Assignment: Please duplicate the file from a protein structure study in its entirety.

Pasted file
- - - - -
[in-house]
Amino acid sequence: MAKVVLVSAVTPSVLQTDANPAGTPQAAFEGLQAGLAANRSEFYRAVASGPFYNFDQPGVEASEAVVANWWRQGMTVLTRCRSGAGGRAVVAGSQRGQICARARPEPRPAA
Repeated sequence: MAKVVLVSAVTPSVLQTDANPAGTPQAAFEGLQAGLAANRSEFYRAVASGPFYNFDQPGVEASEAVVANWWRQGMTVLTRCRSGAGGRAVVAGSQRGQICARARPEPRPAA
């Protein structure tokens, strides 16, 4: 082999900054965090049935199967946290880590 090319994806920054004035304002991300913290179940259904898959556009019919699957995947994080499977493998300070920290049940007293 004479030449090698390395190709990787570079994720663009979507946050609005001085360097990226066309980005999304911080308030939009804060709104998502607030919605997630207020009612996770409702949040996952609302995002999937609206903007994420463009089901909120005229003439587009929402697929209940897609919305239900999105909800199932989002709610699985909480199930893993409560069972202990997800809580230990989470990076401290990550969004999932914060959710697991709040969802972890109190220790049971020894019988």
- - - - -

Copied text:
[in-house]
Amino acid sequence: MAKVVLVSAVTPSVLQTDANPAGTPQAAFEGLQAGLAANRSEFYRAVASGPFYNFDQPGVEASEAVVANWWRQGMTVLTRCRSGAGGRAVVAGSQRGQICARARPEPRPAA
Repeated sequence: MAKVVLVSAVTPSVLQTDANPAGTPQAAFEGLQAGLAANRSEFYRAVASGPFYNFDQPGVEASEAVVANWWRQGMTVLTRCRSGAGGRAVVAGSQRGQICARARPEPRPAA
């Protein structure tokens, strides 16, 4: 082999900054965090049935199967946290880590 090319994806920054004035304002991300913290179940259904898959556009019919699957995947994080499977493998300070920290049940007293 004479030449090698390395190709990787570079994720663009979507946050609005001085360097990226066309980005999304911080308030939009804060709104998502607030919605997630207020009612996770409702949040996952609302995002999937609206903007994420463009089901909120005229003439587009929402697929209940897609919305239900999105909800199932989002709610699985909480199930893993409560069972202990997800809580230990989470990076401290990550969004999932914060959710697991709040969802972890109190220790049971020894019988």